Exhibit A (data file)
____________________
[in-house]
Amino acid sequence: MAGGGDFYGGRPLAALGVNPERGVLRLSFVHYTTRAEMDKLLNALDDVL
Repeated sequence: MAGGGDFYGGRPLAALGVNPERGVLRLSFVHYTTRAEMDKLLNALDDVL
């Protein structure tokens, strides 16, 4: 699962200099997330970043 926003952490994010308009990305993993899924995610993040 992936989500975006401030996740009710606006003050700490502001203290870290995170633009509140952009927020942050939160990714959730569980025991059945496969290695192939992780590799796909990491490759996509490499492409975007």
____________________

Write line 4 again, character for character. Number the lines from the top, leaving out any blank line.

């Protein structure tokens, strides 16, 4: 699962200099997330970043 926003952490994010308009990305993993899924995610993040 992936989500975006401030996740009710606006003050700490502001203290870290995170633009509140952009927020942050939160990714959730569980025991059945496969290695192939992780590799796909990491490759996509490499492409975007």